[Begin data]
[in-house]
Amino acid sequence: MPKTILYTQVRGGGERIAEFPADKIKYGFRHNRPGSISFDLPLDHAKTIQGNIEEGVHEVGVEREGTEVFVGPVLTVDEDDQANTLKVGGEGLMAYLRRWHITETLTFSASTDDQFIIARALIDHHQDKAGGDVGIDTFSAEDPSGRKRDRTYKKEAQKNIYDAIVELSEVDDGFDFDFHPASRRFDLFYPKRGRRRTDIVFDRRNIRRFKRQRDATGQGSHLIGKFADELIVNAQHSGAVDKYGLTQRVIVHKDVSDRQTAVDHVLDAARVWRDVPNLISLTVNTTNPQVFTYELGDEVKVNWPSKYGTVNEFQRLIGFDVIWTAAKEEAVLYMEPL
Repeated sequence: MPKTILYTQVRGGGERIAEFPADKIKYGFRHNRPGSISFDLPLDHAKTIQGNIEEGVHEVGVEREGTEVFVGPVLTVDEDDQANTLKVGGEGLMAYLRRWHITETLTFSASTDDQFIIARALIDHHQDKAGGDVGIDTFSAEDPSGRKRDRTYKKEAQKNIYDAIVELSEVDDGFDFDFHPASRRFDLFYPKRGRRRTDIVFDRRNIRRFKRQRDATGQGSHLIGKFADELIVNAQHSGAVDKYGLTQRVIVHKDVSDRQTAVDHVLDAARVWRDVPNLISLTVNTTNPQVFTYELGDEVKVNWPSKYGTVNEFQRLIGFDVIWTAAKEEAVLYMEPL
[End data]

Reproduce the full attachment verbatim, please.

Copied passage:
[in-house]
Amino acid sequence: MPKTILYTQVRGGGERIAEFPADKIKYGFRHNRPGSISFDLPLDHAKTIQGNIEEGVHEVGVEREGTEVFVGPVLTVDEDDQANTLKVGGEGLMAYLRRWHITETLTFSASTDDQFIIARALIDHHQDKAGGDVGIDTFSAEDPSGRKRDRTYKKEAQKNIYDAIVELSEVDDGFDFDFHPASRRFDLFYPKRGRRRTDIVFDRRNIRRFKRQRDATGQGSHLIGKFADELIVNAQHSGAVDKYGLTQRVIVHKDVSDRQTAVDHVLDAARVWRDVPNLISLTVNTTNPQVFTYELGDEVKVNWPSKYGTVNEFQRLIGFDVIWTAAKEEAVLYMEPL
Repeated sequence: MPKTILYTQVRGGGERIAEFPADKIKYGFRHNRPGSISFDLPLDHAKTIQGNIEEGVHEVGVEREGTEVFVGPVLTVDEDDQANTLKVGGEGLMAYLRRWHITETLTFSASTDDQFIIARALIDHHQDKAGGDVGIDTFSAEDPSGRKRDRTYKKEAQKNIYDAIVELSEVDDGFDFDFHPASRRFDLFYPKRGRRRTDIVFDRRNIRRFKRQRDATGQGSHLIGKFADELIVNAQHSGAVDKYGLTQRVIVHKDVSDRQTAVDHVLDAARVWRDVPNLISLTVNTTNPQVFTYELGDEVKVNWPSKYGTVNEFQRLIGFDVIWTAAKEEAVLYMEPL